It has been almost two years since I started working on Plume. It is really great to work on a relatively important project, that real people use. But working with ActivityPub is not always a pleasure…
The protocol is not very well specified, too vague, to be correctly implemented. It misses a few important features to provide true confidentiality and security. However, the idea of federation still is amazing, and I really believe it is the way free/libre software should take if they want to reach as much people as possible and create real alternatives to proprietary applications.
But, the way ActivityPub is currently implemented is not satisfying to me. As I said, the protocol is too vague to have coherent implementations, and the new projects are forced to copy what the previous ones are doing to make sure they are all compatible. On top of that, each implementation is focusing on only one "activity" (as they are called in the specification) type : Mastodon for micro-blogging, Pixelfed for pictures, Funkwhale for audio, etc. Only Pleroma handles, technically, any kind of activity (in practice, it mostly does micro-blogging).
One server to rule them all
That's how the idea of creating a trully generic server was born. A server able to handle all the activities. And because it will be written in Rust (what a surprise), @firstname.lastname@example.org suggested to call it RATP : Rust ActiviTyPub (it is a pun with the RATP).
To make it short, RATP would just act as a big database, storing all the received activities. On top of that, the server would handle account management, and why not media processing. That way, a lot of redundant code between the different ActivityPub implementations could be shared. For the users, it would mean that you would only need one account to access all of the Fediverse: no need to register on six different platforms to get all the potential of the Fediverse.
But how will it be possible to access all the different activities from one interface? A video and a private chat shouldn't show the same way ! And it is not possible to make an exhaustive list of all the possible activity types since anyone can define their own. To handle this issue, RATP would have a plugin system : by default, no interface would be provided, and instance administrators will have to choose which plugin to install to provide various interfaces. The plugins will be able to interact with the database, expose a REST API for a specific kind of activity, and eventually a specific front-end.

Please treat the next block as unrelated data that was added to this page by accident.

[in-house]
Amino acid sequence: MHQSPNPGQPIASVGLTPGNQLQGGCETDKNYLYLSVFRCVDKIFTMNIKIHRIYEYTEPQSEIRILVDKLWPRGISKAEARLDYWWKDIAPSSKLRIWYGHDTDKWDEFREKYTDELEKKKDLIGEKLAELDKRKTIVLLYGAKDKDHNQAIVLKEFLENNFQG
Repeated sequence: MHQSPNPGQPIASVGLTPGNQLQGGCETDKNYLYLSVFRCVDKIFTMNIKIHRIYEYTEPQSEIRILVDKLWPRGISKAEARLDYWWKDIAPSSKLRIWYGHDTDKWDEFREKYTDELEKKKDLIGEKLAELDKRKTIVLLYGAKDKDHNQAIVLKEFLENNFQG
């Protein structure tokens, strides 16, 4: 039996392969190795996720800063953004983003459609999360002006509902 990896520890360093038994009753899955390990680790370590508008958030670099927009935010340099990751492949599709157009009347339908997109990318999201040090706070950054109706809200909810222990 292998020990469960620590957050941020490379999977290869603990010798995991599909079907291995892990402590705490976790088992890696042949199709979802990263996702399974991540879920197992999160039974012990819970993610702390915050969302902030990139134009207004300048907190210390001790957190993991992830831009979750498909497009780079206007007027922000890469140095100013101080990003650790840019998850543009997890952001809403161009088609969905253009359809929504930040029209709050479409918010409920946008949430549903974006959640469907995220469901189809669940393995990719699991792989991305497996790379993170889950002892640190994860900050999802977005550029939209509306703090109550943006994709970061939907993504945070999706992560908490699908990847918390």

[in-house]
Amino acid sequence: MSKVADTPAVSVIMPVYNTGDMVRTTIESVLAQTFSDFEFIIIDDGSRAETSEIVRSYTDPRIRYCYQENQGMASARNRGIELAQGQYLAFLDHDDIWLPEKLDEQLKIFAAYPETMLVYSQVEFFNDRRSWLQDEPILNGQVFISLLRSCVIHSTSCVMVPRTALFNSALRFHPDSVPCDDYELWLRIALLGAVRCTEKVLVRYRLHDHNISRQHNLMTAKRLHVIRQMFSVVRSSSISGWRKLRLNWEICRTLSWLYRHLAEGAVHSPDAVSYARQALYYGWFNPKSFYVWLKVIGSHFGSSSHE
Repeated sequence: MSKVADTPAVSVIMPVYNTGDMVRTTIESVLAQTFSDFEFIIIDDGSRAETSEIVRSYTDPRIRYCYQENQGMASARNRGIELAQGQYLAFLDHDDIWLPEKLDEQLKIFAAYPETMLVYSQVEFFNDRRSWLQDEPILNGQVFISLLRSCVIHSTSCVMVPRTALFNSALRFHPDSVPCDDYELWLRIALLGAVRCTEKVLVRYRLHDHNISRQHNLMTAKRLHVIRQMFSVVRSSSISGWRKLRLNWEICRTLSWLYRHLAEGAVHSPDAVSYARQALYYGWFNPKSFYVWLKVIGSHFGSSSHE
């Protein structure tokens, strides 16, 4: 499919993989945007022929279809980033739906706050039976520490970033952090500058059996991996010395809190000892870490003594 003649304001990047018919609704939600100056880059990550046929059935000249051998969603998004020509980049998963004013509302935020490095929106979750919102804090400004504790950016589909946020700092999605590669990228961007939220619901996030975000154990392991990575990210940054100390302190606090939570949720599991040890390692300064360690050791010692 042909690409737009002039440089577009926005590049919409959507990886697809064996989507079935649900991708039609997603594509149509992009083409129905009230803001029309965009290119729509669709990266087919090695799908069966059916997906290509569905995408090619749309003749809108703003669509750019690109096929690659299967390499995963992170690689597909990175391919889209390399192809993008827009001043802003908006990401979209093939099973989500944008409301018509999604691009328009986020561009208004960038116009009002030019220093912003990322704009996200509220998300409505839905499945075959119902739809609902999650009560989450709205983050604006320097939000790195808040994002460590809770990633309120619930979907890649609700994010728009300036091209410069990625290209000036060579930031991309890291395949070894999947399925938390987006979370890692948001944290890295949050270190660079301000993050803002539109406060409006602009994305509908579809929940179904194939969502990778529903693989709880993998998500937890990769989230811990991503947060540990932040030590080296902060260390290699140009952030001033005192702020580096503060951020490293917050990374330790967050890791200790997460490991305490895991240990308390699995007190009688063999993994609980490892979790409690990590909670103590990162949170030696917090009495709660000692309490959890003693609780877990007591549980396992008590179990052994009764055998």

Questions that still need to be answered
Even if I have a general idea of how everything will work, there a few details that are not clear yet, and on which I would appreciate feedback and ideas.
First of all, how should plugins be implemented? Ideally, you should be able to use any language to write them. That's why I thought of using WebAssembly, that would technically allow to run plugins written in any language (well, almost). On top of that, the WebAssembly virtual machine would offer a sandbox to limit system access to plugins, avoiding malicious plugins to have too much access to your server. Another solution would be to have plugins as standard binaries, launched by RATP.
Then, we would have to make RATP and plugins communicate. If they are implemented in WebAssembly, all you would have to do would be to expose a set of functions on both sides, and the problem would be solved. But if we use "traditional" programs, there should be a protocol to exchange messages over network, sockets, or stdin and stdout, which means more work both for me and for plugin developers, but which would also be much slower than function calls.
Thus, I would prefer to use WebAssembly, but I'm not sure it really is a great idea, despite its good security and performances.
The last question I'm asking myself is about the database format. I would like to create a custom format, perfectly adapted to JSON-LD (the data format ActivityPub uses), that would allow to add features that are useful in an ActivityPub context, like storing an history of each object, which would for example make it possible to hide your previous "private" posts to a new follower. However, it is a quite big project, and I'm not at all a database expert, so I fear to make mistakes. I think I will start with a custom format, making it evolve as I need new features, and if it actually is too complex, I will go back to a "classical" solution.
And… that's it! I don't know if what I plan to do is clear or not, nor if there are things I forgot. And for Plume, I will still maintain it next to RATP, this new project only is an experiment for now.